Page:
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First, wash your hands

Health, Psychology, Technology, hygiene, medicine

GIVING birth was a dangerous endeavour in the 1800s; many women died soon after doing so. Ignaz Semmelweis, an obstetrician working at the time at Vienna General Hospital observed that by washing his hands with bleach before he touched his patients he could reduce their mortality rate by 90%. This was before Louis Pasteur established the germ theory of disease, and Semmelweis could not explain the correlation. After he published his findings, though, many of his colleagues were offended at the suggestion that they did not have clean hands. After all, doctors were gentlemen and as Charles Meigs, another obstetrician, put it, “a gentleman’s hands are clean”. Discouraged, Semmelweis slipped into depression and was eventually committed to a lunatic asylum. He died 14 days later, after being brutally beaten by the guards.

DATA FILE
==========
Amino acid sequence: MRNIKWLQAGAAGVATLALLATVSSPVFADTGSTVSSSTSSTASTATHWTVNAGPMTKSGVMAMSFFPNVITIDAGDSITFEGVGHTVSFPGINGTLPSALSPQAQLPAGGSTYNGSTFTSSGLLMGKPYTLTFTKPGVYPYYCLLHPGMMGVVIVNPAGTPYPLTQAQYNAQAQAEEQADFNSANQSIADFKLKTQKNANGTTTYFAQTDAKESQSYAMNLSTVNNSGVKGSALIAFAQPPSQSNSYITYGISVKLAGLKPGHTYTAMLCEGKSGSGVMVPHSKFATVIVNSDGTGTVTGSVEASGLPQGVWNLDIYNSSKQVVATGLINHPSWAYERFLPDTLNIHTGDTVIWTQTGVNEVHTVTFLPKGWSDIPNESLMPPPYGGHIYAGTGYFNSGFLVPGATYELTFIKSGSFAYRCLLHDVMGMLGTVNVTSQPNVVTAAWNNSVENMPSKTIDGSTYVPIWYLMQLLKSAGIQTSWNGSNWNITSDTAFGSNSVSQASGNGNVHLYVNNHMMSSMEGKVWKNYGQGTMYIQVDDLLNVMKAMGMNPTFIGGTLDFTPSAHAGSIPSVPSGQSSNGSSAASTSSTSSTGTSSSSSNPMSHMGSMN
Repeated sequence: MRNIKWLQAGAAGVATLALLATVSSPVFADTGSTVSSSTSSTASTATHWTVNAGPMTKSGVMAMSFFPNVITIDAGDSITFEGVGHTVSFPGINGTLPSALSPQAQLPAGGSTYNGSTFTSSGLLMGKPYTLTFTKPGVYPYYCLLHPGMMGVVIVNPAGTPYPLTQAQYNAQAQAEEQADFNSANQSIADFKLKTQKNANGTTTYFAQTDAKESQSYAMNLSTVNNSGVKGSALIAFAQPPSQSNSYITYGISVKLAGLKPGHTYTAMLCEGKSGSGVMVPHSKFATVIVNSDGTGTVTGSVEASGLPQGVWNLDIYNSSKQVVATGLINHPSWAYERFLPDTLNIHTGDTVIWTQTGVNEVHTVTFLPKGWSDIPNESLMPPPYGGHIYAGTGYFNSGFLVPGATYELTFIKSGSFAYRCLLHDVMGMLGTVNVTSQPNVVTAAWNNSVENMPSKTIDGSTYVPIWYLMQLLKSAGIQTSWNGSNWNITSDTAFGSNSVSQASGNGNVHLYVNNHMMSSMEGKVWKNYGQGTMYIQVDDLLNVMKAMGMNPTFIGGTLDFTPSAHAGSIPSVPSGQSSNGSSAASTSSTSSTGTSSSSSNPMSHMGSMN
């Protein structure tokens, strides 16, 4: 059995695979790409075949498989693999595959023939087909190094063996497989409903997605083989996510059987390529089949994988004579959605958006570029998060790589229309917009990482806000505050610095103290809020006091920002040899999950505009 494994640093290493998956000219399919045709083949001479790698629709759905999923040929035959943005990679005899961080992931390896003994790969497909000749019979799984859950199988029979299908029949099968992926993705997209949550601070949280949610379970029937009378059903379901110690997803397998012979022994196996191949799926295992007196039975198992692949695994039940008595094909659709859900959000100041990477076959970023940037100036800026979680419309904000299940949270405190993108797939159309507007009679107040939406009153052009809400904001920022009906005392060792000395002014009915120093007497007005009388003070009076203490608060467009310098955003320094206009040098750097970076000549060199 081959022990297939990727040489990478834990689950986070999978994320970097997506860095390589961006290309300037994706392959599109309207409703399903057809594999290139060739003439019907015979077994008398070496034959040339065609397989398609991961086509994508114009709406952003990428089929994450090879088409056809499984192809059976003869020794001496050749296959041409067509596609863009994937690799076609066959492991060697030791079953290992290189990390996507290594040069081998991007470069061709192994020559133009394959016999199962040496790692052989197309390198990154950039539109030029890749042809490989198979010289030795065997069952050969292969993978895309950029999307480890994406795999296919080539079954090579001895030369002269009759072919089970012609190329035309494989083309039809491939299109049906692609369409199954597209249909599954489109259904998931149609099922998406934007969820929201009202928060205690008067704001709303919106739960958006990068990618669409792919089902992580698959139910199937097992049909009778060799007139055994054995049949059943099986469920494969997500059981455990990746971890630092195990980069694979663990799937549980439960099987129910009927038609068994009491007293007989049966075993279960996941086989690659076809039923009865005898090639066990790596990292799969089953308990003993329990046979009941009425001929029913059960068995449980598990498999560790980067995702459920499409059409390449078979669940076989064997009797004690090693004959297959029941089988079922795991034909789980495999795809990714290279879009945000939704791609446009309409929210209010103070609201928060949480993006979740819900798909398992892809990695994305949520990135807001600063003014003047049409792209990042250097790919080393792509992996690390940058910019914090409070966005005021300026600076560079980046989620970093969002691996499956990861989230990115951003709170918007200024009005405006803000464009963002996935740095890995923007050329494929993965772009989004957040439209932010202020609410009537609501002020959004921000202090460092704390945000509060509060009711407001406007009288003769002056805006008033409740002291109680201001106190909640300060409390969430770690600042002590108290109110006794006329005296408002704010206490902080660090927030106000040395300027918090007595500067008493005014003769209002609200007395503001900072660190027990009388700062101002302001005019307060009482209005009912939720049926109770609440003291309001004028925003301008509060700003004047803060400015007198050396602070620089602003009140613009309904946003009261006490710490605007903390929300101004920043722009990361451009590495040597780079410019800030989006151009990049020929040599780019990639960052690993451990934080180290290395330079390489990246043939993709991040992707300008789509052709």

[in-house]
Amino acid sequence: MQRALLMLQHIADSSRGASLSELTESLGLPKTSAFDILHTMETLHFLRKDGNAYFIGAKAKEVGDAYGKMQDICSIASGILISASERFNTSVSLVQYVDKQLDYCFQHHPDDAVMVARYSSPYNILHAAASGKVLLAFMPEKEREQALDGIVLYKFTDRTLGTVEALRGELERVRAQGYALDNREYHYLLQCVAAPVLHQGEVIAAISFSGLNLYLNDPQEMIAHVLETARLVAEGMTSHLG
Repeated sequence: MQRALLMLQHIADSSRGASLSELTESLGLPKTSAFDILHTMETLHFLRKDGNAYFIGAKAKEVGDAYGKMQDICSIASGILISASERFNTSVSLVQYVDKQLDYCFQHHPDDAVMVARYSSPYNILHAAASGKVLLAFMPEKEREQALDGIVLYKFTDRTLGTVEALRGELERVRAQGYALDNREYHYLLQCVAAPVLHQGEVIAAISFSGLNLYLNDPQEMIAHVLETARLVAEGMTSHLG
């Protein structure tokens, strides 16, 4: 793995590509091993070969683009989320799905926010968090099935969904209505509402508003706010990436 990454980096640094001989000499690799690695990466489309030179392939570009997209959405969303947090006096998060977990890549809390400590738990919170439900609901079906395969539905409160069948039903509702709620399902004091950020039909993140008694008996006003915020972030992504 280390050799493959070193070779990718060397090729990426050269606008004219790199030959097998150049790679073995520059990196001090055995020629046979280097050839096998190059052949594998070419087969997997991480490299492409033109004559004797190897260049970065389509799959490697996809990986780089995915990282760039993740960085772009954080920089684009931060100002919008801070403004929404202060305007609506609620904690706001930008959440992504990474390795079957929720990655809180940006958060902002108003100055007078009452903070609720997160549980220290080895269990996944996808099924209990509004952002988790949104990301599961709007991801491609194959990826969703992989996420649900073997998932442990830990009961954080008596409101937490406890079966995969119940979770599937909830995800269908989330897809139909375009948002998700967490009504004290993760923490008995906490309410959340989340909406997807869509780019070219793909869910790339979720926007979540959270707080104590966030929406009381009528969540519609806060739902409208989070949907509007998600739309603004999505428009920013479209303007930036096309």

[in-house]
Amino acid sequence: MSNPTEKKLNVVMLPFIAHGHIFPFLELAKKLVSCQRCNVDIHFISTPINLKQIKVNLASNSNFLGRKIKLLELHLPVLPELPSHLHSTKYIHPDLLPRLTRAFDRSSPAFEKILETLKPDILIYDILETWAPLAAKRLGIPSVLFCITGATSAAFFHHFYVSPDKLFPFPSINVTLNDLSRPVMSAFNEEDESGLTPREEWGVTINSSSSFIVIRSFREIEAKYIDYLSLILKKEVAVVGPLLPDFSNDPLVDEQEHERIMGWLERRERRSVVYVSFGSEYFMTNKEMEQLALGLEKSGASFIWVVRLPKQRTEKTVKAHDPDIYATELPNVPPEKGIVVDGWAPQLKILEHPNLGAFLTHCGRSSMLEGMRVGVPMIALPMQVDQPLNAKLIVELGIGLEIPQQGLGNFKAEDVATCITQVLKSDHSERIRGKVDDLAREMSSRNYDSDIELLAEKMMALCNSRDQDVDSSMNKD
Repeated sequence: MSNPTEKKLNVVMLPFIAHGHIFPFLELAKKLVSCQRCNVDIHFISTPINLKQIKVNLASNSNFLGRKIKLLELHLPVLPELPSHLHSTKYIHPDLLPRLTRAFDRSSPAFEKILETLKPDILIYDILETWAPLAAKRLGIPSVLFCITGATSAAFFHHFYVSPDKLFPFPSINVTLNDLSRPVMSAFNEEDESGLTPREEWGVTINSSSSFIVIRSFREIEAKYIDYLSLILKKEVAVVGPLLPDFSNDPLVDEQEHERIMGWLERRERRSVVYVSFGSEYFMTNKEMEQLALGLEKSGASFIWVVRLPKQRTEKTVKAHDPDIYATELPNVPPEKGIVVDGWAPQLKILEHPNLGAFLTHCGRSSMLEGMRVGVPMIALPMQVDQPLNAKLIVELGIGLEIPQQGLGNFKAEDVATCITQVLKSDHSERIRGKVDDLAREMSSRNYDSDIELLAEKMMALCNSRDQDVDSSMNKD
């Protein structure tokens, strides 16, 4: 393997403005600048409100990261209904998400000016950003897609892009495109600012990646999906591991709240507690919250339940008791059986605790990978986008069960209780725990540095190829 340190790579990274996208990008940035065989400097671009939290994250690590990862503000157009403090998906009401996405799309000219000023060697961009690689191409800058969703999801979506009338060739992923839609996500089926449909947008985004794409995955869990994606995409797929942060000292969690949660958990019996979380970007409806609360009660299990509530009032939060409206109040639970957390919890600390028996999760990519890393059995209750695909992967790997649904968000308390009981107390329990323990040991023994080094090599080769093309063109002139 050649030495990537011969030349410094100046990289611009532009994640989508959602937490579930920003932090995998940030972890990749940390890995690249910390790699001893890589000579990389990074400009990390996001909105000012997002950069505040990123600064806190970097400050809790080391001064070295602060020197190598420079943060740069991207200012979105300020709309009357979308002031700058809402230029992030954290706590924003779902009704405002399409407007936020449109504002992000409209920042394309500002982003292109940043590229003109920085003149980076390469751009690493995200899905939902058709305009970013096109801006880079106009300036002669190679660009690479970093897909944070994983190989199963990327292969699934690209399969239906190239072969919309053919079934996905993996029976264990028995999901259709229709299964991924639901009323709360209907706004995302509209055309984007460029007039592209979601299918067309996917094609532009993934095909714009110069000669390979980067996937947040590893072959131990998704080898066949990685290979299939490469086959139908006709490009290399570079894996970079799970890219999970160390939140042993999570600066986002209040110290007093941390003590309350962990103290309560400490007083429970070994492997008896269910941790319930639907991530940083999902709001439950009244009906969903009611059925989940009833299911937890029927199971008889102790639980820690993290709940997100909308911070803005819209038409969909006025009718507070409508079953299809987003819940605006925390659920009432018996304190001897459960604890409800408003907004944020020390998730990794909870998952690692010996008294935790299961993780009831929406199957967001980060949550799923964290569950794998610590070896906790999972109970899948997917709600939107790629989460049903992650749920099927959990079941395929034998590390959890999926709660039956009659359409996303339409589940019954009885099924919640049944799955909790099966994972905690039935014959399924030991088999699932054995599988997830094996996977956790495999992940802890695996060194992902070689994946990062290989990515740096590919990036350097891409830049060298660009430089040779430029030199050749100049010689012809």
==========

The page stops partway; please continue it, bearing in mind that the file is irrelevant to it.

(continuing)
Hygiene in hospitals has come a long way since Semmelweis’s time. But there is still room for improvement. Every year nearly 100,000 people die in America alone from preventable infections acquired in hospitals. An invention devised by Paul Alper of Deb Group, a British skincare company, could help change this.

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